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|Los Lagos Golf Club is located 90 minutes south of Las Vegas. (Courtesy of Los Lagos G.C.)|
MOHAVE VALLEY, Ariz. -- Los Lagos Golf Club is golf at its simplest -- a straightforward layout that is player friendly.
The course, located 90 minutes south of Las Vegas in Laughlin, is a Ted Robinson Sr. layout that stretches to 6,804 yards from the tips. But with several elevated -- and large -- greens, it's still a solid test for all players.
"It's all laid out right in front of you," said Daniel Hegney, the head golf professional at Los Lagos. "We call it the 'Oasis in the Desert.' With the unique views and the player-friendly layout, it's the kind of golf course that brings people back."
With water coming into play on seven holes and about 40 bunkers strategically placed around the course, it's also a scenic layout.
The par-72 design opens with a 407-yard par 4 that features an elevated green. Huge mounds on the right side of the fairway and a large bunker on the left cut down the landing area off the tee, giving players a taste of things to come. Take an extra club for the approach shot as anything short or left will roll back down.
Now the course starts to show its teeth. The second hole is a 209-yard par 3. Short is better than left (a bunker) or right (rough), and the green is deep. It's a hole that can cost players strokes -- and golf balls.
There are two great risk/reward holes on the course that allow players to get aggressive. The first is the 554-yard, par-5 fifth. With a pond slicing through the fairway about 270 yards off the tee, only the biggest hitters can dream about carrying the water. But a perfectly placed shot just short of the water will leave a 3-wood into a green that is guarded left by rough. The smart play is a layup to 100 yards and hit an easy wedge, setting up a birdie putt.
The best risk-reward hole is the 309-yard, par-4 14th. If you try to reach the green off the tee, good luck. You're going to need it. A bunker wanders down the entire left side of the hole, while three pot bunkers guard the front of the green. A gentle fade here is definitely the shot required if players hope to have a putt at eagle. But if you play it smart, with a long iron or hybrid off the tee, a wedge into this undulating green makes the most sense and a chance at birdie.
Richard Daggett, from Lake Havasu City, Ariz., plays Los Lagos about four times a month.
"The course is laid out well and really suits my eye," Daggett said. "And the price is right. There are four sets of tees. so it is set up for golfers of every ability. It's just a nice course."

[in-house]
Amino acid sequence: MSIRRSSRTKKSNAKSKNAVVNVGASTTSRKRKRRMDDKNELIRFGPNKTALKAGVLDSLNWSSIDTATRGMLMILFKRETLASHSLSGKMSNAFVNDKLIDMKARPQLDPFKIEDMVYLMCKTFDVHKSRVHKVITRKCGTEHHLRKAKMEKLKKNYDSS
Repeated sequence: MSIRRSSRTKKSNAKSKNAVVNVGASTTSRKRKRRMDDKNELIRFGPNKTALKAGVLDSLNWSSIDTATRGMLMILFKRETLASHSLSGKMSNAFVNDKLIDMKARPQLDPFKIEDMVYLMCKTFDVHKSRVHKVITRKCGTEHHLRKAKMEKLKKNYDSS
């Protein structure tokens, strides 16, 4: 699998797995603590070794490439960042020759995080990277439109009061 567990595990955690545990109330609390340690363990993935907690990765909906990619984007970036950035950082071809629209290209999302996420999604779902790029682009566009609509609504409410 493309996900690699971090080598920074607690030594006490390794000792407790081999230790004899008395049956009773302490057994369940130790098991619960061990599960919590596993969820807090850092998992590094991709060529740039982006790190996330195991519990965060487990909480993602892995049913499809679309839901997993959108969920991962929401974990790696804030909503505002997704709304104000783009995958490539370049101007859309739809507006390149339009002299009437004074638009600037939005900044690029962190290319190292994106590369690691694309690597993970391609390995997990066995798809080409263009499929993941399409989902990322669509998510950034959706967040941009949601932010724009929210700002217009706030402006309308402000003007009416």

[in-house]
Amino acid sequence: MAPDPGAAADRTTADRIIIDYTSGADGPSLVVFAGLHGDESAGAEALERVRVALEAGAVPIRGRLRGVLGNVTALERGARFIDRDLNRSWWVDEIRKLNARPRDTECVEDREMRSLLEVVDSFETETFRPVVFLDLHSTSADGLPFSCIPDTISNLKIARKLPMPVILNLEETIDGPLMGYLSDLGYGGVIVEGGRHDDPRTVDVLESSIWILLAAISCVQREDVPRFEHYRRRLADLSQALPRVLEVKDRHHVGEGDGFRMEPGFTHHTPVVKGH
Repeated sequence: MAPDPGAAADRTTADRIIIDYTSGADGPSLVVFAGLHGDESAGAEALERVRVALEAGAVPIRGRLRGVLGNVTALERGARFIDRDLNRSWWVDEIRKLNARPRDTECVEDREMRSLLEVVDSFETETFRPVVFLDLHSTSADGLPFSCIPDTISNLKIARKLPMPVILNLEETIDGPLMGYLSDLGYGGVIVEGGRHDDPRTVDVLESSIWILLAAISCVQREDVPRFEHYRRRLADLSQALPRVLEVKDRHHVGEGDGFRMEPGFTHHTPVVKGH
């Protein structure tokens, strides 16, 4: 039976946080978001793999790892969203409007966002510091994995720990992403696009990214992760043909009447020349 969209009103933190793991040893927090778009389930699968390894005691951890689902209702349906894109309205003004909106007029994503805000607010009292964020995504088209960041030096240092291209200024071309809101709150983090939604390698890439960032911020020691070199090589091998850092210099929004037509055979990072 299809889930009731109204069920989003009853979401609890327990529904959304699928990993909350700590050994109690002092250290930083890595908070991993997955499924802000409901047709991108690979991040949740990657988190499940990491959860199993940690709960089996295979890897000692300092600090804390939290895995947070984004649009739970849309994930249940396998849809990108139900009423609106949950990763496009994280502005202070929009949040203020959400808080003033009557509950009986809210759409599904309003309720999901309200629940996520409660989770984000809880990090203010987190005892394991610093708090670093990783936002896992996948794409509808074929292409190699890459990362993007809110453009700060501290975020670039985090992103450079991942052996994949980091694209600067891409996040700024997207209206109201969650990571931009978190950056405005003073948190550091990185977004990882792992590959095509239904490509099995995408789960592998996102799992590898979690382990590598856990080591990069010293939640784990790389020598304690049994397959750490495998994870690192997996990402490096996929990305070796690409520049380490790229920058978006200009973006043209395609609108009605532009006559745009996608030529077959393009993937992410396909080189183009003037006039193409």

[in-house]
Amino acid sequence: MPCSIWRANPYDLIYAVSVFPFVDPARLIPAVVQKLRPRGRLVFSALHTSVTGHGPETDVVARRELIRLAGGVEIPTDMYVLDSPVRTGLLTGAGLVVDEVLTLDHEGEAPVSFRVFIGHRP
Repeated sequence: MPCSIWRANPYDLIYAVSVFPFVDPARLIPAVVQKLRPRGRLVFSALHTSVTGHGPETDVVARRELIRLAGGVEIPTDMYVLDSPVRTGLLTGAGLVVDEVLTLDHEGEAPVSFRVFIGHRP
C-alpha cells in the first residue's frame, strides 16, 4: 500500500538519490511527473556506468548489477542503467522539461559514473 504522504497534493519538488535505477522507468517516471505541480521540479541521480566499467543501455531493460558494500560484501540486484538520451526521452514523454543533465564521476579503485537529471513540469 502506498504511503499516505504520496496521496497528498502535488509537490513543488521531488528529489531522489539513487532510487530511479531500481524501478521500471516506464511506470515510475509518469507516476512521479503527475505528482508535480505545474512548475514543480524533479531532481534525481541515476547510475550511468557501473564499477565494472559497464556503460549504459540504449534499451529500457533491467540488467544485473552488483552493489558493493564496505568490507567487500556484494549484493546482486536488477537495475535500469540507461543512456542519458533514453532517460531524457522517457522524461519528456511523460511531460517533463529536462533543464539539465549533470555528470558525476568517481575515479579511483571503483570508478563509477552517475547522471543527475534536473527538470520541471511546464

The course finishes with a dandy. The 18th hole is a 446-yard par 4 that favors a fade. A water hazard slices through the fairway about 270 yards off the tee. Players need to be careful if they reach for driver. Big hitters (and we mean really big hitters) can carry the water on the right side. The left side is off limits for a carry because of the length to reach the water. But that side is perfect for a layup with a good angle to approach the green. Being on the proper level of this huge green is a must as a 100-foot putt (or more) is possible.
"The 18th is certainly our signature hole," Hegney said. "It's a great golf hole with water and desert coming into play. It's difficult and the approach to the green is just fabulous."
From clubs to clothing to shoes (and even experienced golf balls for sale), if you need it, it's here -- or the staff will be happy to order it for you. Grab a bite to eat before or after the round in the spacious clubhouse.
Looks can be deceiving. While Los Lagos Golf Club looks like a pushover, it's anything but. Players must think their way around the course, and accuracy -- both off the tee and with approach shots -- is at a premium.
"There are great views of the mountains, and it's a golf course that's not lined with a lot of homes," Hegney said. "Everyone who comes out loves the course. There are flowers everywhere and it's a nice layout. It's just fun to play."
September 20, 2013
Bill Bowman is a Las Vegas-based writer who has nearly 40 years in the sports-writing business. He's spent the past 15-plus years covering the golf scene in Vegas and has teed it up for magazine profiles with celebrities including comedian Bill Engvall, actor Jeffrey Donovan (USA's Burn Notice), ESPN personality Colin Cowherd, NASCAR's Kurt Busch, Collective Soul's Ed Roland, the Baltimore Ravens' Jonathan Ogden and many others.
Any opinions expressed above are those of the writer and do not necessarily represent the views of the management.
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